In the applications context, TRION may be characterized as an efficient, large-area fast-neutron detector with few-ns timing resolution and sub-mm position resolution.

Its TOF capabilities will proffer to FNR applications the advantage of improved discrimination against scattered neutrons, thereby enhancing image contrast.

For FNRT applications TRION will enable energy-selective imaging of complex objects to be concomitantly performed in several energy-bins, at virtually unlimited count-rates.

By appropriate modification of the neutron converter, TRION may also permit a variety of new, ultra-fast time-resolved applications for slow (epithermal, thermal, cold and ultra-cold) neutrons, with few-ns timing resolution and sub-mm position resolution, at essentially unlimited counting rates.


The present invention is herein described, by way of example only, with reference to the accompanying figures, wherein:

FIG. 1 is a schematic drawing of a fast-neutron imaging detector using a segmented, fast-framing camera, in accordance with an embodiment of the present invention; and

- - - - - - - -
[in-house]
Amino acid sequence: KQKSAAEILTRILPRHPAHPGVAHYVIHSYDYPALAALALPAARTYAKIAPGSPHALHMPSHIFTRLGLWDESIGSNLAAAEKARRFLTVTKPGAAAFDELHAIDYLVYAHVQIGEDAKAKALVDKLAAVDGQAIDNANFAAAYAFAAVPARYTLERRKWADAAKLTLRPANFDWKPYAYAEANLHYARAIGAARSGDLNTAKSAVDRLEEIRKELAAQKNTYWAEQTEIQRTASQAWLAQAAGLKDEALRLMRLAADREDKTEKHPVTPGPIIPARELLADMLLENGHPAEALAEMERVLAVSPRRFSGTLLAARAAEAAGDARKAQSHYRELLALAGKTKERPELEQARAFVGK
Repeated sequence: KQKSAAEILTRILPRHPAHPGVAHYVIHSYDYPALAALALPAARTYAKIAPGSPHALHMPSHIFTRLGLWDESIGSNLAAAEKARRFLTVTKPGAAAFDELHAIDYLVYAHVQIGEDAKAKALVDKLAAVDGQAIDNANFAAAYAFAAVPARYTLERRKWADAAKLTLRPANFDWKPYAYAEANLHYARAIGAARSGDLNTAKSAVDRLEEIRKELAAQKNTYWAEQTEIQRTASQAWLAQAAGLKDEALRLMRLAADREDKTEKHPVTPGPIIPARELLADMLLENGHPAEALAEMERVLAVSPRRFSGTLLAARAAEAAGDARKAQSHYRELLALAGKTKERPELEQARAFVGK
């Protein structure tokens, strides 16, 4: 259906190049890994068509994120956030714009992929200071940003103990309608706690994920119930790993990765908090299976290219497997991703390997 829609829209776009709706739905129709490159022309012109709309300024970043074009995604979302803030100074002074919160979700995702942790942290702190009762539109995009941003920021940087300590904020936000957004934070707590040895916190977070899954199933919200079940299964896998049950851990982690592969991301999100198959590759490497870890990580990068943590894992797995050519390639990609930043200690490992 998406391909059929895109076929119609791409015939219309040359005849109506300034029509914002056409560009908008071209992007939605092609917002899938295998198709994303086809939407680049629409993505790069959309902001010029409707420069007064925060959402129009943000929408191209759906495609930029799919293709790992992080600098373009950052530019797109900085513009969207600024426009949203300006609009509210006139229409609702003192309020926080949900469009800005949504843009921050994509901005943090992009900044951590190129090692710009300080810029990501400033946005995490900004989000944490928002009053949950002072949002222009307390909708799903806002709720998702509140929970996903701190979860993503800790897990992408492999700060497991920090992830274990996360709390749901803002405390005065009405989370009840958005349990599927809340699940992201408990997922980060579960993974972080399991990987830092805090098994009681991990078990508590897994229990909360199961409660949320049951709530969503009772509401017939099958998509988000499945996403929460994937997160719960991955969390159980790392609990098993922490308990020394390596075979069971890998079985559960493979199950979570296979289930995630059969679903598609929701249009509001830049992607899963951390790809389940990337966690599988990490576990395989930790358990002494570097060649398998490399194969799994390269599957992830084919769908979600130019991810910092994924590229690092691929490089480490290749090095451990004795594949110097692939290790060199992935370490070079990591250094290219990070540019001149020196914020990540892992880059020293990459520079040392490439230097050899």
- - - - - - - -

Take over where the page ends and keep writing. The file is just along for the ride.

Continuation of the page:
FIG. 2 is a schematic drawing of a fast-neutron imaging detector using several independently-gated, position-sensitive optical sensors, such as intensified CCD cameras, in accordance with another embodiment of the present invention.


The TRION neutron imaging detector and readout system of the present invention may comprise stroboscopic photography of neutrons arriving at the detector on a few-nanosecond time-scale.

Although stroboscopic time-resolved optical imaging techniques have previously been used to determine various physical properties, no time-resolved neutron imaging has yet been proposed. Furthermore, TRION comprises the capability for sequential integration of neutron transmission images at different neutron energies obtained with a pulsed, broad-energy neutron beam.

In a typical pulsed fast-neutron beam the burst repetition rate is of the order of 2 MHz (much higher rates are not achievable due to frame overlap, i.e. slow neutrons from the preceding pulse overlap in time with fast ones from the present pulse). Within the time window of ˜500 ns, depending on the distance between neutron-source and detector and the width of the relevant energy bin, the detector should integrate neutrons into an image in a well-defined time-window relative to the beam pulse. This time-window will correspond to a preselected energy bin, e.g., the energy-interval spanning a cross-section resonance. Typical widths for such a time-window are of the order of 2-10 ns, depending on the isotope to be imaged and the source-detector distance of the system.